However, most species are relatively large birds. Like all parrots, they have curved bills and zygodactyl feet with two toes pointed forward and two toes backward. Read on to learn about the Cockatoo.
Description of the Cockatoo
Different species of these birds are different sizes, with different plumage and patterns. They range in size from one to two feet long from head to tail. At their heaviest, these birds weigh about two and a half pounds.
They come in a variety of colors, from all white or all black, to grey, pink, red, yellow, and more. Most Cockatoo species have feathers on the tops of their heads that they can lift and flatten, known as crests.
Interesting Facts About the Cockatoo
There are many different species of these birds, and each one is unique in its own way. Some species have incredible traits or behaviors. Learn more about some individual species of Cockatoos below.
- Palm Cockatoo – This species is an imposing bird. They are the largest Cockatoo species, and their entire bodies are black with red patches on their cheeks. Their bills are incredibly large, second only to the Hyacinth Macaw. They use their massive, powerful bills to crack open nuts and seeds.
- Leadbeater’s Cockatoo – Also known as the Pink Cockatoo, this species has beautiful light pink plumage and a bright pink crest. Their head and neck are white pink, and the rest of their bodies are white. The oldest recorded Pink lived to the ripe old age of 83!
- Sulfur-Crested Cockatoo – Sulfur-crested Cockatoos are all white birds, with yellow crests and yellow tails. They are one of several species of Cockatoo that are popular pets. Sadly, sometimes farmers view wild flocks as pests rather than pets.
Habitat of the Cockatoo
Cockatoos are usually relatively selective in their habitat preferences. Some species live in several different types of ecosystems, but most prefer a single type of habitat.
As a whole, they live in a variety of habitat types. They inhabit montane (or mountain) forests, mangroves, shrublands, rainforests, dry forests, and more. Some species also live in farmland, crop fields, and even parks or cities.
Distribution of the Cockatoo
These parrots have a relatively small distribution. All 21 species live in either Australia, the Philippines, or Indonesia. Some species live across large expanses of land, like Australia, while others inhabit only a handful of islands.
Their distribution varies from species to species. Several different Cockatoo species also live as pets in households worldwide.
Diet of the Cockatoo
This group of birds is primarily herbivorous, and eats a variety of plants. Some species feed on only a few types of plants, while others eat a wide variety of plant types. Their primary food source is seeds and nuts, which they crack open with their strong beaks.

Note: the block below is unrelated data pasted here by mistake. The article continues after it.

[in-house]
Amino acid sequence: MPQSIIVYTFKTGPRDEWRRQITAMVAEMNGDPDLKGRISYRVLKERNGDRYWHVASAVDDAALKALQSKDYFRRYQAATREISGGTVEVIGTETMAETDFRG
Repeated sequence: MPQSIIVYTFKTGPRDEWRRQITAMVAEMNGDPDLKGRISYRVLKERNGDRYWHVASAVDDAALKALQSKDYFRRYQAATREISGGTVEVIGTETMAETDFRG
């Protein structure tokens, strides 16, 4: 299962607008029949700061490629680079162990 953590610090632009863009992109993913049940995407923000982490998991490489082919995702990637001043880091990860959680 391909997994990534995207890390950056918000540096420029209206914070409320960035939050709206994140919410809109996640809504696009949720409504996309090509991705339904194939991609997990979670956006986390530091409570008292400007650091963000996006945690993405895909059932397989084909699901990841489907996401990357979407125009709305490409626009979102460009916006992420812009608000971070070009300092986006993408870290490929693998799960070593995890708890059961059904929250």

They also eat fruits, berries, roots, buds, and more. Some species forage for food on the ground, while others search for nuts and berries in trees. Each species has a different diet.
Cockatoo and Human Interaction
Human interaction varies drastically from species to species. Some species have booming populations and are not particularly threatened by human activity. Other species have declining populations that only live in a restricted area, and human activity greatly reduces their populations.
Some of the greatest threats to these birds are habitat destruction, capture for the pet trade, and hunting. Of the 21 species, the IUCN lists 13 as Least Concern, 1 as Near Threatened, 2 as Vulnerable, 3 as Endangered, and 2 as Critically Endangered.
Humans have not domesticated Cockatoos in any way.
Does the Cockatoo Make a Good Pet
Most Cockatoos do not make good pets. Some smaller species, like cockatiels, make very good pets. However, the larger species have incredibly long life spans, and require immense amounts of attention and mental stimulation. They are incredibly time-consuming pets, and require a lifetime commitment.
In addition, these birds are known for shrieking, or screaming – very loudly – at certain times every single day. This is a natural trait, and cannot simply be un-trained. Pet owners are prone to returning their pet Cockatoos to the breeder, or adopting them out. This is because they cannot stand the shrieking, which often happens very early in the morning, or at dinnertime.
In zoos, Cockatoos require care similar to other parrot species. They need plenty of space to stretch their wings, exercise, and climb. Their enclosures have a variety of perches, ropes, and ladders for them to climb. They are social birds, and need to live in pairs or flocks of birds.
Though their diet varies by species, most eat a commercially produced seed-based diet. Zookeepers also supplement their diet with nuts, fruits, and berries.
Behavior of the Cockatoo
These birds are highly social, and depending on the species, some live in flocks numbering in the hundreds. During the day, flocks break apart into smaller groups to search for food, and rejoin at large roosts for the night.
Birds in particularly arid regions usually spend the hottest hours of the day resting in the shade. Most Cockatoos are monogamous, and pairs re-form as breeding season arrives.
Reproduction of the Cockatoo
Reproduction and mating rituals vary from species to species. Most large species of these birds lay two or three eggs per clutch. Sometimes the female performs all the incubation, and sometimes both parents incubate the eggs.
Incubation lasts around a month, and the chicks do not fledge until they are over two months old. In some species, the chicks remain with the flock for the rest of their lives.